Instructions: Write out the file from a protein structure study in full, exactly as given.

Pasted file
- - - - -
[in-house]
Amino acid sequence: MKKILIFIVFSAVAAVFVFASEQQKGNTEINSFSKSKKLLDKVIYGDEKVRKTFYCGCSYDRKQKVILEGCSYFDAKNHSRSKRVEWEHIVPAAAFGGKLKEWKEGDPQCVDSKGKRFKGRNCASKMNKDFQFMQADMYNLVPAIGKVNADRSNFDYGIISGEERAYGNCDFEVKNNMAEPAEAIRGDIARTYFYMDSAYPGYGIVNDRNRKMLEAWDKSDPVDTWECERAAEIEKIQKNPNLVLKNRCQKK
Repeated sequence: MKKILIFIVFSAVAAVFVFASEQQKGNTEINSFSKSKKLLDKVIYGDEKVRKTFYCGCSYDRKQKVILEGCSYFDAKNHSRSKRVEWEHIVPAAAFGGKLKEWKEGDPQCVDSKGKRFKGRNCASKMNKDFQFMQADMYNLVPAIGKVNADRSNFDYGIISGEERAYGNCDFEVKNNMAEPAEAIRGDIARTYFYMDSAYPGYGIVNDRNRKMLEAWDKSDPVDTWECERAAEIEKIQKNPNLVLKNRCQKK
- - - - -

[in-house]
Amino acid sequence: MKKILIFIVFSAVAAVFVFASEQQKGNTEINSFSKSKKLLDKVIYGDEKVRKTFYCGCSYDRKQKVILEGCSYFDAKNHSRSKRVEWEHIVPAAAFGGKLKEWKEGDPQCVDSKGKRFKGRNCASKMNKDFQFMQADMYNLVPAIGKVNADRSNFDYGIISGEERAYGNCDFEVKNNMAEPAEAIRGDIARTYFYMDSAYPGYGIVNDRNRKMLEAWDKSDPVDTWECERAAEIEKIQKNPNLVLKNRCQKK
Repeated sequence: MKKILIFIVFSAVAAVFVFASEQQKGNTEINSFSKSKKLLDKVIYGDEKVRKTFYCGCSYDRKQKVILEGCSYFDAKNHSRSKRVEWEHIVPAAAFGGKLKEWKEGDPQCVDSKGKRFKGRNCASKMNKDFQFMQADMYNLVPAIGKVNADRSNFDYGIISGEERAYGNCDFEVKNNMAEPAEAIRGDIARTYFYMDSAYPGYGIVNDRNRKMLEAWDKSDPVDTWECERAAEIEKIQKNPNLVLKNRCQKK